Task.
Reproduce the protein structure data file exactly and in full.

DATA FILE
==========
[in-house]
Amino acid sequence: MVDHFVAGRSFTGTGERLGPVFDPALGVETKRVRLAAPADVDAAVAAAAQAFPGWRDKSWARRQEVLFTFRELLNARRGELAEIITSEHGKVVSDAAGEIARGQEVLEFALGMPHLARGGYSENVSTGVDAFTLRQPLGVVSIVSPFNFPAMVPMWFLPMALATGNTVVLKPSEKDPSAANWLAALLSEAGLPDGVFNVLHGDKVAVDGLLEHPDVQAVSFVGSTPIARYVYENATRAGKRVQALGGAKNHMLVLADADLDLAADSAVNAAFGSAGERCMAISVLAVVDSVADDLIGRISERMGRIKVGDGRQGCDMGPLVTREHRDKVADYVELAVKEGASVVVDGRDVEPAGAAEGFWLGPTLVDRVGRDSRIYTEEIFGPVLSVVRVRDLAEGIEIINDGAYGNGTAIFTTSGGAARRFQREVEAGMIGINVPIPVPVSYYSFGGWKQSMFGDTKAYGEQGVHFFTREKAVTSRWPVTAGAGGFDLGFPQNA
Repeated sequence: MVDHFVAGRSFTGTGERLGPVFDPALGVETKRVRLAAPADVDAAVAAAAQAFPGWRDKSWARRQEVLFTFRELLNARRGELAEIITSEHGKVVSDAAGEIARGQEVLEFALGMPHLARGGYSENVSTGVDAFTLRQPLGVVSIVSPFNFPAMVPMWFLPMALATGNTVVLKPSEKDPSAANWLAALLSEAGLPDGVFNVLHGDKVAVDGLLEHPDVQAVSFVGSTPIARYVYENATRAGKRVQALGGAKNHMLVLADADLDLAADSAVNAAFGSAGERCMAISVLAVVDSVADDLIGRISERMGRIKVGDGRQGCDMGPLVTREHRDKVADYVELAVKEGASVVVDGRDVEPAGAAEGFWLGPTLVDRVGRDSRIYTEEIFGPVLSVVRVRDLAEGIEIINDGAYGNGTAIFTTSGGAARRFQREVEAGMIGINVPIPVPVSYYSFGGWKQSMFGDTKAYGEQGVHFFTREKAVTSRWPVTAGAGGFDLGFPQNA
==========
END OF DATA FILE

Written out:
[in-house]
Amino acid sequence: MVDHFVAGRSFTGTGERLGPVFDPALGVETKRVRLAAPADVDAAVAAAAQAFPGWRDKSWARRQEVLFTFRELLNARRGELAEIITSEHGKVVSDAAGEIARGQEVLEFALGMPHLARGGYSENVSTGVDAFTLRQPLGVVSIVSPFNFPAMVPMWFLPMALATGNTVVLKPSEKDPSAANWLAALLSEAGLPDGVFNVLHGDKVAVDGLLEHPDVQAVSFVGSTPIARYVYENATRAGKRVQALGGAKNHMLVLADADLDLAADSAVNAAFGSAGERCMAISVLAVVDSVADDLIGRISERMGRIKVGDGRQGCDMGPLVTREHRDKVADYVELAVKEGASVVVDGRDVEPAGAAEGFWLGPTLVDRVGRDSRIYTEEIFGPVLSVVRVRDLAEGIEIINDGAYGNGTAIFTTSGGAARRFQREVEAGMIGINVPIPVPVSYYSFGGWKQSMFGDTKAYGEQGVHFFTREKAVTSRWPVTAGAGGFDLGFPQNA
Repeated sequence: MVDHFVAGRSFTGTGERLGPVFDPALGVETKRVRLAAPADVDAAVAAAAQAFPGWRDKSWARRQEVLFTFRELLNARRGELAEIITSEHGKVVSDAAGEIARGQEVLEFALGMPHLARGGYSENVSTGVDAFTLRQPLGVVSIVSPFNFPAMVPMWFLPMALATGNTVVLKPSEKDPSAANWLAALLSEAGLPDGVFNVLHGDKVAVDGLLEHPDVQAVSFVGSTPIARYVYENATRAGKRVQALGGAKNHMLVLADADLDLAADSAVNAAFGSAGERCMAISVLAVVDSVADDLIGRISERMGRIKVGDGRQGCDMGPLVTREHRDKVADYVELAVKEGASVVVDGRDVEPAGAAEGFWLGPTLVDRVGRDSRIYTEEIFGPVLSVVRVRDLAEGIEIINDGAYGNGTAIFTTSGGAARRFQREVEAGMIGINVPIPVPVSYYSFGGWKQSMFGDTKAYGEQGVHFFTREKAVTSRWPVTAGAGGFDLGFPQNA